I will try this one:

Tentacle Ping

I will let you know the result.

1 Like

Another typo error :man_facepalming: :

I configured my tentacle as ‘listening mode’ @ 10993 using ‘Tentacle’ as instance name and configured as service as well.

Correct: I configured my tentacle as ‘listening mode’ @ 10933 using ‘Tentacle’ as instance name and configured as service as well.

The result of Tentacle ping:

Connect: Failed! 4ms; connected: True: SSL: True
Authentication failed because the remote party has closed the transport stream
..

What authentication is this using? My RHEL Linux tentacle is running under running root?

In addition, I stopped the linux tentacle but I get the same error above. But should be expecting:
Connect: Failed! Xms; connected: FALSE: SSL: True

Good morning @altyne,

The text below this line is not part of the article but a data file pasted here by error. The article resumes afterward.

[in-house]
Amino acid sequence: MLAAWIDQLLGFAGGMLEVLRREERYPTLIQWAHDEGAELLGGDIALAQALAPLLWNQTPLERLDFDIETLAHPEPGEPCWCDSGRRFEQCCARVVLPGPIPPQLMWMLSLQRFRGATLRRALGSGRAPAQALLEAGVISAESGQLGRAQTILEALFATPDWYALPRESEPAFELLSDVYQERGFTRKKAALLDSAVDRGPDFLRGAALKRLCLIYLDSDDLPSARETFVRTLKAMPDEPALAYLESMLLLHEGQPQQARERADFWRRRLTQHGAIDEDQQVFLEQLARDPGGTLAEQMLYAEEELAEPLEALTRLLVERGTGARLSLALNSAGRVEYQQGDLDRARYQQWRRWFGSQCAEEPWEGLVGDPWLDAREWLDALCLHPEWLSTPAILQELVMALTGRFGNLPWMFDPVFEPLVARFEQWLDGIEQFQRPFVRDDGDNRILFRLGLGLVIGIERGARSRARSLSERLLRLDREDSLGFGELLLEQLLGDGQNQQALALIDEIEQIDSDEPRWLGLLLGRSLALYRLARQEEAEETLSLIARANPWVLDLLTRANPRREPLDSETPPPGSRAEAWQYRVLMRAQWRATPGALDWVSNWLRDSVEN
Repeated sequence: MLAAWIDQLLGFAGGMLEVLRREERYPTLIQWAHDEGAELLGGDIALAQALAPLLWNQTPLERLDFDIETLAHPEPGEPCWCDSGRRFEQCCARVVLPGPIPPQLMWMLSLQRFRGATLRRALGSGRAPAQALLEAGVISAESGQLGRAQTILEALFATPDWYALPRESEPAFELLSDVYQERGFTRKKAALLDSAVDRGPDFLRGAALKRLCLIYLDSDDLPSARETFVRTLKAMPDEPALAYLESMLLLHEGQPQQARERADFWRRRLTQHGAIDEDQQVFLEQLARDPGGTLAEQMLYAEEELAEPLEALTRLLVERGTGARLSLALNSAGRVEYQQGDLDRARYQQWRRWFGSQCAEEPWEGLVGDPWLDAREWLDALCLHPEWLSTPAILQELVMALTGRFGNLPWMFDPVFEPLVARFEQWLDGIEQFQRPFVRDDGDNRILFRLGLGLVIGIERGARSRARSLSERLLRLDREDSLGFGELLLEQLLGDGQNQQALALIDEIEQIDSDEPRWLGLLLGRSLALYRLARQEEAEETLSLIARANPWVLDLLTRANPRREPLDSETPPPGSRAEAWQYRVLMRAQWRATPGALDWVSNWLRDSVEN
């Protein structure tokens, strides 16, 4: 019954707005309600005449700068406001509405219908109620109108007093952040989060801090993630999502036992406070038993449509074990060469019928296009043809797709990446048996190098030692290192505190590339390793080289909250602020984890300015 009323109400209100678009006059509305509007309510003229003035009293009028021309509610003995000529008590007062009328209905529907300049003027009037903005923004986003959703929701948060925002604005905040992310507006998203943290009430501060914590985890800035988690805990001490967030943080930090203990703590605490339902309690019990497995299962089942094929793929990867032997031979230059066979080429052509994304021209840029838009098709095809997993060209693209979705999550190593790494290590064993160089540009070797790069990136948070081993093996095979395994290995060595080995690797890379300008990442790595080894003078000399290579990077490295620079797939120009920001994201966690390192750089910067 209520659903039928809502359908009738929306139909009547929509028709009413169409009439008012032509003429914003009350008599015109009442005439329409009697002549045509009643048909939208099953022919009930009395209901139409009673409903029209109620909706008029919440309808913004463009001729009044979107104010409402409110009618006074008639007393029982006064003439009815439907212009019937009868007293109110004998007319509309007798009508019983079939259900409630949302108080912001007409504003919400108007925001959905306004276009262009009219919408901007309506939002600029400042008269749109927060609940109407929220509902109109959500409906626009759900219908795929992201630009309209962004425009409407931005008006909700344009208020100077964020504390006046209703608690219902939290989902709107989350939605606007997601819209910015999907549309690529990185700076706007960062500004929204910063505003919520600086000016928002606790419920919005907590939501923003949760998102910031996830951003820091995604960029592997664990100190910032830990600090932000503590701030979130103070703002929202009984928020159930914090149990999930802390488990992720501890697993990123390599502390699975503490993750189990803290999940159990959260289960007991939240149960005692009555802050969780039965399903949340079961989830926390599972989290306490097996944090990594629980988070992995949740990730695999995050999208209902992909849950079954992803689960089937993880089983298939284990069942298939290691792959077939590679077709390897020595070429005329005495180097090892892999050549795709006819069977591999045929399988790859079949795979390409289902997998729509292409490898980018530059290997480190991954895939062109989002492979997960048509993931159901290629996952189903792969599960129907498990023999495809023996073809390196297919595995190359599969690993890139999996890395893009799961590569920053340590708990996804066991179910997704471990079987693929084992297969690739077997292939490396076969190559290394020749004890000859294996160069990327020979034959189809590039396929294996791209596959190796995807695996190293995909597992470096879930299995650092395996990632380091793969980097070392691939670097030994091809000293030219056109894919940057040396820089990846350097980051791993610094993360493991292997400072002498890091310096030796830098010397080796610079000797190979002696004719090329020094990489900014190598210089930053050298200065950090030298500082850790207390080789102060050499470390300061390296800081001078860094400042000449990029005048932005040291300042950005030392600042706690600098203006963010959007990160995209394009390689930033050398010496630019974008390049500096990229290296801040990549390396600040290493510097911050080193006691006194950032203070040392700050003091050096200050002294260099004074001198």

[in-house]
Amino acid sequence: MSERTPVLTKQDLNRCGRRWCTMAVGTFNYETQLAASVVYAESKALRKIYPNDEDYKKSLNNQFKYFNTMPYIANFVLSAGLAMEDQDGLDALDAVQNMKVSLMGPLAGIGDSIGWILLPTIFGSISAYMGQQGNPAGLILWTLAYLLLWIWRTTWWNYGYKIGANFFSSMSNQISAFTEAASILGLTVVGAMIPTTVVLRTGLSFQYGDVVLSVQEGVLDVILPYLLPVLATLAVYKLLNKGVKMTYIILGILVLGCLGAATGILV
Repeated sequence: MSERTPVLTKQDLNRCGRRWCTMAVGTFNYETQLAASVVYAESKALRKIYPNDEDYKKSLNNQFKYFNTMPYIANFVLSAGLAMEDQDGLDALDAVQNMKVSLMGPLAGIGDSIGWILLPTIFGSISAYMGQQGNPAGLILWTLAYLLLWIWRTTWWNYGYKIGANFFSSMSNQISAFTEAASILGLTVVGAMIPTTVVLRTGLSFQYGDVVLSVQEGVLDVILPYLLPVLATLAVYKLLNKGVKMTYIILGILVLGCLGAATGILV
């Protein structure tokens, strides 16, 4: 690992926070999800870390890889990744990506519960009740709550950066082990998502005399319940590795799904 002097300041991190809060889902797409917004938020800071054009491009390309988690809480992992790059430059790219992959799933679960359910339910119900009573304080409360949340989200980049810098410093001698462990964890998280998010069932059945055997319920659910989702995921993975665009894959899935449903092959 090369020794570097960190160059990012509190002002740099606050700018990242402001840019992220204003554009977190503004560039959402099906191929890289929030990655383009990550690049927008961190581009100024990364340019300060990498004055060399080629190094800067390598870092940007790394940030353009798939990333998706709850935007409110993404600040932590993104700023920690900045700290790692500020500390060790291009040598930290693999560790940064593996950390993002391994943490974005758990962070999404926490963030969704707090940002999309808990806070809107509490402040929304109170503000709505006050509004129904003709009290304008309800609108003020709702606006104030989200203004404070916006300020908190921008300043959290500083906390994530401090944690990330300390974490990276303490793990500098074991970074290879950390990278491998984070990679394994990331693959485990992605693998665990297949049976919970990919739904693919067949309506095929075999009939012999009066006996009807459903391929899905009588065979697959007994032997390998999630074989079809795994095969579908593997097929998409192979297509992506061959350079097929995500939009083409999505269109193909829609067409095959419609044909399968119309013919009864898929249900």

I figured that was a typo error, thank you for letting us know the results of the Tentacle Ping, unfortunately, that is our ‘gold standard’ on network connections between the Octopus Server and the Tentacle so if that is failing it means you have a network issue somewhere and you will need to speak to your network team in order to rectify this.

The remote party has closed the transport stream error usually means traffic is getting blocked by something so either a firewall or load balancer. There is nothing Octopus Support can really do to help you here as your Networking team should be able to see where the connection is getting blocked. Using a program such as Wireshark usually helps our customers pinpoint the issue.

Just as a side note, what commands did you run when doing the tentacleping on your Octopus Server to your Linux Tentacle? I just found something interesting…

I have a Tentacle running on Ubuntu (firewall is disabled on both server and tentacle) and the tentacle passes health checks on Octopus Server.